Interview: AJ Pearce talks about Yours Cheerfully
Updated: Sep 2
NZ Booklovers loved Dear Mrs Bird, so we are excited to be reading the sequel, Yours Cheerfully. Can you tell us a little about the new book?
Thank you! I really hope you enjoy it! Yours Cheerfully begins just a few months after the end of Dear Mrs Bird where Emmy is now doing well at ‘Woman’s Friend’. When the Ministry of Information asks Britain’s women’s magazines to help recruit thousands of vitally needed women into war work, Emmy is thrilled to really be doing her bit. However, when she and Bunty meet some young war workers, they find that their reality is very different to the propaganda.
The novel follows Emmy as she is torn between helping the war effort and standing up for her friends and the readers. Almost all of the cast of Dear Mrs Bird are back, including Mr Collins and the team at ‘Woman’s Friend’, and Emmy’s boyfriend Charles who has been posted back to the UK, so I hope readers will enjoy catching up with old friends, as it were.
How difficult was it writing the follow up to Dear Mrs Bird and what did you find different about the process from the first book?
Lots of people talk about second books being a little like ‘the difficult second album’ for bands, and it is definitely a challenge. I wrote Dear Mrs Bird as a hobby, and things do change if you’re lucky enough to then get a publishing contract.
I was hugely committed to trying to make Yours Cheerfully as good as I possibly could as I didn’t want to let people down, particularly the readers who had been so supportive about Dear Mrs Bird. So I thought long and hard about not only the new story, but how Emmy, Bunty and the other characters would develop. I hope that the new novel has the same sort of fun and attitude, but of course with an entirely new adventure.
What research was involved?
As with the first novel, I used a range of difference resources. I was really lucky to meet a wonderful lady who told me of her childhood memories playing in a factory where her mother worked, and this inspired me to investigate the issue of female war workers.
As well as reference books, I did extensive research through news and women’s magazines from the period, which meant I could look at opinions in 1941 as they were then – rather than purely retrospective accounts, and as ever, I used photographic and film materials to try to get a real feel of the era.
What was your routine or process when writing this book?
Once I had the main idea and a decent amount of research and knowledge under my belt, I mapped out a chapter outline so that I could share it with my editors to make sure they liked the idea! This also worked as my ‘satnav’ for writing the first draft. I like to have a decent idea of the storyline rather than writing into the void. I really admire writers who can do that – I need an idea of where I am going or I’ll get lost or stuck in a one way street!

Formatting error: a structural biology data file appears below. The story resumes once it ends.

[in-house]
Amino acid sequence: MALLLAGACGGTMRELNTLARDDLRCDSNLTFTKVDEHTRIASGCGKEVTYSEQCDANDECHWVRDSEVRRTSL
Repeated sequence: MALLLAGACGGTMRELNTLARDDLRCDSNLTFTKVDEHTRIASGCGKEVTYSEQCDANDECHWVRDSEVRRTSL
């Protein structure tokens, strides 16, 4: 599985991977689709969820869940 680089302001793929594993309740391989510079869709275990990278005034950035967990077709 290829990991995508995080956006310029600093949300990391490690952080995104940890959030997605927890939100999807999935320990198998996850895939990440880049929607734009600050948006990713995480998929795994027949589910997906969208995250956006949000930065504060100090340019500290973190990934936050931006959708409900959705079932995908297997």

If a soundtrack was made to accompany the new book, name a song or two you would include.
Sing Sing Sing by Benny Goodman is an absolute must. It’s really upbeat and I think sets the scene for the novel beautifully – do find it on Spotify when you start reading the book! And it’s actually played at one point in one of my favourite scenes in the book, with Emmy and Bunty.
We Must All Stick Together is also on my playlist as Emmy quotes it in a situation where she has been eavesdropping on something she shouldn’t have!
What did you enjoy the most about writing Yours Cheerfully?
It was lovely to spend time with the characters I love, and also to create new ones. There’s a little girl called Ruby who I had great fun with, and a new baddie who I loathed spending any time with! There are several scenes near the end of the book that I had a ball writing, but I can’t mention them as they contain massive spoilers. I think readers will probably be able to tell how much I enjoyed writing them.
What did you do to celebrate finishing this book?
Slept! I’m joking – although I did put in some long hours to meet my deadline! With lockdowns, celebrations have been a little low key, but I did get break open the champagne and toast Yours Cheerfully when it was published.
What is the favourite book you have read so far this year and why?
It’s hard to narrow down as there have been so many cracking books. I’m going through a slight Victorian phase I think as I loved The Man Women’s Ball by Victoria Mas, set in an asylum for women in 1880’s Paris. It is quite short, but beautifully written and translated from the original French. I also adored Dog Days by Erika Waller about a group of friends and their dogs in Brighton. The characters were so well drawn. It is very witty but also made me cry. I highly recommend both of these – they’re great book club reads too.
What’s next on the agenda for you?
I am now working on my next novel, the follow up to Yours Cheerfully and the third in what have become The Emmy Lake Chronicles. So I’m thrilled to say that Emmy and Bunty will be back!
Author photo: Alexander James